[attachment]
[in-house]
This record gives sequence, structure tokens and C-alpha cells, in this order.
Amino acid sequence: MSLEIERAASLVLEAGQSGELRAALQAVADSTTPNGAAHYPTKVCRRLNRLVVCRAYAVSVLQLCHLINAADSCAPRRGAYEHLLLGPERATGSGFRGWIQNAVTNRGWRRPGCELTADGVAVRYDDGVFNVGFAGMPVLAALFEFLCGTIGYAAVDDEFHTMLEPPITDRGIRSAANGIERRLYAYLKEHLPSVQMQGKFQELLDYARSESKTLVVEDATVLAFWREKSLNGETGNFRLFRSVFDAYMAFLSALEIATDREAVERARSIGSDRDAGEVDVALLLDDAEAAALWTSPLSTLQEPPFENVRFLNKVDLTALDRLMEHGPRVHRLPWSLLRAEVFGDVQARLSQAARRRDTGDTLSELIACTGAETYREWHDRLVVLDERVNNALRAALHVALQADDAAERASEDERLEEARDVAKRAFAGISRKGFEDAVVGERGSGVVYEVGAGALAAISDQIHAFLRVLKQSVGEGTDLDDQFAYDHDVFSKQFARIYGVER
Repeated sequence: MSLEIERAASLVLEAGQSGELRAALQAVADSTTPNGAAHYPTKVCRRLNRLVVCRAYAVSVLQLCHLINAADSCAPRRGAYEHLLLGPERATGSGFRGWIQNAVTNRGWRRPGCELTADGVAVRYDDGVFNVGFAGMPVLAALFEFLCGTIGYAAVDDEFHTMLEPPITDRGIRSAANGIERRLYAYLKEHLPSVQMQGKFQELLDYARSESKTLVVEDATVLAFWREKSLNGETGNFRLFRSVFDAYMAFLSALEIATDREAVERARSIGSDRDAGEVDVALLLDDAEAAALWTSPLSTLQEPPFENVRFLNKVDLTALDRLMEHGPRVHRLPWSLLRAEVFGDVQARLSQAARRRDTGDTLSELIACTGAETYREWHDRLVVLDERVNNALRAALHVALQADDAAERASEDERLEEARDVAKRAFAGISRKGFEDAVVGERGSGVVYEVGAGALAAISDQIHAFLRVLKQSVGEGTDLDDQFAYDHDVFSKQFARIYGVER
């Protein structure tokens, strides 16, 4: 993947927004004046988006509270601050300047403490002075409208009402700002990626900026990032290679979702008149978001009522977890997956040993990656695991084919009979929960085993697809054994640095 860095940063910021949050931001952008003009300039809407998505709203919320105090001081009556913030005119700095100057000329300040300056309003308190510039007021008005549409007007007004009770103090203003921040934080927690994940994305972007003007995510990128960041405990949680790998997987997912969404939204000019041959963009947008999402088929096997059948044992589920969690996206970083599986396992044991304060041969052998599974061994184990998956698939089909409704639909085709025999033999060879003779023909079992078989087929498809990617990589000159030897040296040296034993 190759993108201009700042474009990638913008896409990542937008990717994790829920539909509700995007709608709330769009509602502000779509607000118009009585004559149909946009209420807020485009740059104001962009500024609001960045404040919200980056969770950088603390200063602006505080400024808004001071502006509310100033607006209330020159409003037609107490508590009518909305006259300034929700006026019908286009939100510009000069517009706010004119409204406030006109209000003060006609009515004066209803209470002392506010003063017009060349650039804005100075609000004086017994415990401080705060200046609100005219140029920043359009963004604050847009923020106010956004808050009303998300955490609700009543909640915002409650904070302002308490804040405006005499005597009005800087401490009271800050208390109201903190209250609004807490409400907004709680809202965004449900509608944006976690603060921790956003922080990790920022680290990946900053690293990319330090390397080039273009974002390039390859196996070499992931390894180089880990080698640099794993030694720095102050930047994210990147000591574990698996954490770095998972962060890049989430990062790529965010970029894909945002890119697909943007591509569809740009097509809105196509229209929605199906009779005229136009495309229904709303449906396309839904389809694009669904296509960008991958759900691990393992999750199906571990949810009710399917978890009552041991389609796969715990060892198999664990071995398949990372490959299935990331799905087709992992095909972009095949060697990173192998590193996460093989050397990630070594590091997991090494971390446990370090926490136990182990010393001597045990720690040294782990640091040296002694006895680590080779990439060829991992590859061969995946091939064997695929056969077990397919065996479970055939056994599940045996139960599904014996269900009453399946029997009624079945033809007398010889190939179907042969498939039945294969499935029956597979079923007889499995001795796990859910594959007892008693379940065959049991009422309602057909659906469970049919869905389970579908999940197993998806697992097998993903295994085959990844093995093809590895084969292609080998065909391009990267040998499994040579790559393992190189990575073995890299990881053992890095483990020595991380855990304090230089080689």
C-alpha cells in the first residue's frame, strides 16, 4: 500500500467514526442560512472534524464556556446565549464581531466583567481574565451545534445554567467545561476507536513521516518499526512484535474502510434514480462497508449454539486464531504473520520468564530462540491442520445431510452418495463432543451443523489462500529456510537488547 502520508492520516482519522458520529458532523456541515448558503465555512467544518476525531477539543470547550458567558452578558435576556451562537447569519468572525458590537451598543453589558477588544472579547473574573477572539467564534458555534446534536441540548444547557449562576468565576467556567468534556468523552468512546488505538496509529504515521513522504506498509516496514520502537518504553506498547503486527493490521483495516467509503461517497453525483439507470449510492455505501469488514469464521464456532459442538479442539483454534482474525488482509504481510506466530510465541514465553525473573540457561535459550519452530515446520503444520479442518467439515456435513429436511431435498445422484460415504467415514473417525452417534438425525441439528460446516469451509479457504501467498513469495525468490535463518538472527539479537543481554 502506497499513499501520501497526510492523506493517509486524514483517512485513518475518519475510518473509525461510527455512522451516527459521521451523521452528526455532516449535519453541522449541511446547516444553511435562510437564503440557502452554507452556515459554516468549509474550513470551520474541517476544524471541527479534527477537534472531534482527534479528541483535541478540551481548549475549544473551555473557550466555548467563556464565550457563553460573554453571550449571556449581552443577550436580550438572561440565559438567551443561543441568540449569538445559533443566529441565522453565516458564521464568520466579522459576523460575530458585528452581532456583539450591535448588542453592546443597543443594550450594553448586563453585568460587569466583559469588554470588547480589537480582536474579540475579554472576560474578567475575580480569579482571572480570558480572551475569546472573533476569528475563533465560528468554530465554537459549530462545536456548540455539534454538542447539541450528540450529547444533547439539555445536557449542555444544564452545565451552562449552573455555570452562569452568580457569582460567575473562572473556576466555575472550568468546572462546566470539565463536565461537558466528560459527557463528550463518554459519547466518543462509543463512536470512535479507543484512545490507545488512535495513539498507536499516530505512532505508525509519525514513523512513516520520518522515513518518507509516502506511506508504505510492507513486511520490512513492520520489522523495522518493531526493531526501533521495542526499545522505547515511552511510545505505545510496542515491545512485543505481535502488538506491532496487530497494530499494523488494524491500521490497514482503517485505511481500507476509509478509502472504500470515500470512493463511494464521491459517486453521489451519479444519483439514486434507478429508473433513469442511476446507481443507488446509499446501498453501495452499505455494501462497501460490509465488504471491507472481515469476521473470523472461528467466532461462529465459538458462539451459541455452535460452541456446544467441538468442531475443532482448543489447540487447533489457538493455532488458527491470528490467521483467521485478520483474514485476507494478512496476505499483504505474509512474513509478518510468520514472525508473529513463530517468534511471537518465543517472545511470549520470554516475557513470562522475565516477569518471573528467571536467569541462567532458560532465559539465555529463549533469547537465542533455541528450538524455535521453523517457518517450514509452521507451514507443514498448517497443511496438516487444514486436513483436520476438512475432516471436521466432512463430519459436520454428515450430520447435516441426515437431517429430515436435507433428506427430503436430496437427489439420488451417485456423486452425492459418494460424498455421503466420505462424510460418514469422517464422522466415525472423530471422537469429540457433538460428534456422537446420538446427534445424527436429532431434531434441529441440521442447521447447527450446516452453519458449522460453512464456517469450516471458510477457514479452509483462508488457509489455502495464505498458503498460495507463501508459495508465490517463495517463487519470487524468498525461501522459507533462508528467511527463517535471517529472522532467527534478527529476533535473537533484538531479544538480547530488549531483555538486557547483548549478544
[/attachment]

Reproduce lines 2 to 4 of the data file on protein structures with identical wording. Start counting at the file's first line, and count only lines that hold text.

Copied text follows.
This record gives sequence, structure tokens and C-alpha cells, in this order.
Amino acid sequence: MSLEIERAASLVLEAGQSGELRAALQAVADSTTPNGAAHYPTKVCRRLNRLVVCRAYAVSVLQLCHLINAADSCAPRRGAYEHLLLGPERATGSGFRGWIQNAVTNRGWRRPGCELTADGVAVRYDDGVFNVGFAGMPVLAALFEFLCGTIGYAAVDDEFHTMLEPPITDRGIRSAANGIERRLYAYLKEHLPSVQMQGKFQELLDYARSESKTLVVEDATVLAFWREKSLNGETGNFRLFRSVFDAYMAFLSALEIATDREAVERARSIGSDRDAGEVDVALLLDDAEAAALWTSPLSTLQEPPFENVRFLNKVDLTALDRLMEHGPRVHRLPWSLLRAEVFGDVQARLSQAARRRDTGDTLSELIACTGAETYREWHDRLVVLDERVNNALRAALHVALQADDAAERASEDERLEEARDVAKRAFAGISRKGFEDAVVGERGSGVVYEVGAGALAAISDQIHAFLRVLKQSVGEGTDLDDQFAYDHDVFSKQFARIYGVER
Repeated sequence: MSLEIERAASLVLEAGQSGELRAALQAVADSTTPNGAAHYPTKVCRRLNRLVVCRAYAVSVLQLCHLINAADSCAPRRGAYEHLLLGPERATGSGFRGWIQNAVTNRGWRRPGCELTADGVAVRYDDGVFNVGFAGMPVLAALFEFLCGTIGYAAVDDEFHTMLEPPITDRGIRSAANGIERRLYAYLKEHLPSVQMQGKFQELLDYARSESKTLVVEDATVLAFWREKSLNGETGNFRLFRSVFDAYMAFLSALEIATDREAVERARSIGSDRDAGEVDVALLLDDAEAAALWTSPLSTLQEPPFENVRFLNKVDLTALDRLMEHGPRVHRLPWSLLRAEVFGDVQARLSQAARRRDTGDTLSELIACTGAETYREWHDRLVVLDERVNNALRAALHVALQADDAAERASEDERLEEARDVAKRAFAGISRKGFEDAVVGERGSGVVYEVGAGALAAISDQIHAFLRVLKQSVGEGTDLDDQFAYDHDVFSKQFARIYGVER